3.0 out of 5 stars more like a character from May Wesley's "The Camomile Lawn, 27 Sept. 2014
By 
Verified Purchase(What is this?)
This review is from: Priscilla: The Hidden Life of an Englishwoman in Wartime France (Hardcover)
I commend Nicholas Shakespeare in many ways for this book though I have a few criticisms. While I accept that he had a personal interest in Prisicilla Mais as his half-aunt I did not think she came across as a particularly interesting person, more like a character from May Wesley's "The Camomile Lawn," Calypso perhaps. A great great aunt of mine was also in Besancon, then released and allowed to return to her Paris apartment. It wouldn't enter my head to turn that into a book. My grandmother escaped France with her children courtesy of the 2nd BEF from Saint Malo. Both my mother and aunt were infinitely more worthwhile people than Priscilla insofar as they each joined the WRNS and the WAAF as soon as they were eligible to do so. Compared to many infinitely more interesting people that might attract research of this nature, Priscilla Mais really seems a bit slight and that the only focus of interest is screwing around in Occupied Paris with fringe members of the collabo community.

I also feel that aspects of Nicholas Shakespeare's research are not very sure footed. Dunkirk and the withdrawal of the 2nd BEF were distinctly separate events, which does not quite come across in NS's narrative. Nor does one get the feeling that he understands military formations; to say that Rommel's 7th Panzer Div bivouacked at Boisgrimont, hmmm, - a division is usually more than 10,000 men, so that's a lot of tents on that tree lined front avenue. Nor does he seem to understand that Operation Otto was a more general theft project from Occupied France than just art, which mostly came under the Einsatzstab Reichsleiter Rosenberg, based at the Jeu de Paume.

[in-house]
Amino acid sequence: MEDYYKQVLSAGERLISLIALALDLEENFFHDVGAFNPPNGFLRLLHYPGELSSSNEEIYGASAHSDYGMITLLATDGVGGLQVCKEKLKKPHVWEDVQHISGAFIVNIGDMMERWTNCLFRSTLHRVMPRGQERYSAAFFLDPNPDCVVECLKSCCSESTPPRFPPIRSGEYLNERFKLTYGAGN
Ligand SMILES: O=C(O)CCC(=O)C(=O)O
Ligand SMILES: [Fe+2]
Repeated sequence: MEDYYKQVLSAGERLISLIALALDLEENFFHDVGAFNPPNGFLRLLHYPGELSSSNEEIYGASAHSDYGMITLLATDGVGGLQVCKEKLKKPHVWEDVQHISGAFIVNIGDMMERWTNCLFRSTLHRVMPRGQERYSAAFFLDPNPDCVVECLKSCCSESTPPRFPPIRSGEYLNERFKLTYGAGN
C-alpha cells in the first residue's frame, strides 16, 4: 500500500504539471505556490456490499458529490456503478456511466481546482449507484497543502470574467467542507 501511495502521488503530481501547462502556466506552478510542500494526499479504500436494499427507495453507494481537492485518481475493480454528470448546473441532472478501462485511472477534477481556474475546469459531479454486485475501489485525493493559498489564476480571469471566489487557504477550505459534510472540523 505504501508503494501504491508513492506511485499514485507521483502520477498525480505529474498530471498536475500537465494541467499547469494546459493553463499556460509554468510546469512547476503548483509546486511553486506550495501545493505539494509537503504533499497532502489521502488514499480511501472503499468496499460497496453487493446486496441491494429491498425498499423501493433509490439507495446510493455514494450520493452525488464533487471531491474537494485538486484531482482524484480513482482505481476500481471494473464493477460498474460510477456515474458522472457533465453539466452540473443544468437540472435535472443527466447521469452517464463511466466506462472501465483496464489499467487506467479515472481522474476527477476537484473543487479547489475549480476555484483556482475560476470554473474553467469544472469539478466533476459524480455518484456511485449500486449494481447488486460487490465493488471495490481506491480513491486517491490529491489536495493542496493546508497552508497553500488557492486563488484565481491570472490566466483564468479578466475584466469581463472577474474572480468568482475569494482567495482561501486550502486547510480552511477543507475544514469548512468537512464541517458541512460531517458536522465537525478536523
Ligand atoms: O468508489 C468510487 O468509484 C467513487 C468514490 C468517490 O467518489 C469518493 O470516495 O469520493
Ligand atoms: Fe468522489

Also the story seems to turn on some very slight and unconvincing problems. So Priscilla's French aristo husband was impotent was he? It is generally not a good idea for a man 40+ to have a large supper washed down with several glasses of wine if he's intending to bed a younger woman afterwards. And surely a dutiful Catholic convert wife would encourage him to see his doc before reaching for a parade of lovers while remaining fond of him. Besides, among Catholics, non-consummation is sufficient cause for an annulment.

However, I was interested by this book and, despite its glaring flaws, enjoyed the verve with which it was written and the atmosphere of Occupied Paris which NS often conjured up very well.
Help other customers find the most helpful reviews 
Was this review helpful to you? Yes No


4 of 6 people found the following review helpful
5.0 out of 5 stars Wonderful!, 7 Feb. 2014
Verified Purchase(What is this?)
I first heard a little of this being read on Radio 4 and went on to purchase it... I am only mid-way through but it is excellent ; a fascinating read... Nicholas Shakespeare is an accomplished author and story teller and he draws a vivid portrait of Priscilla and her times. I have to ration my reading or else nothing else would get done! Buy it and read it!!!
Help other customers find the most helpful reviews 
Was this review helpful to you? Yes No


1 of 2 people found the following review helpful
4.0 out of 5 stars remains a hidden life..., 24 July 2014
By 
Zangiku (Kyoto, Japan) - See all my reviews
this is an exciting & educational read about a variety of lives under the nazi occupation of france, a period about which not much is commonly known. it is well written and there is much to learn here.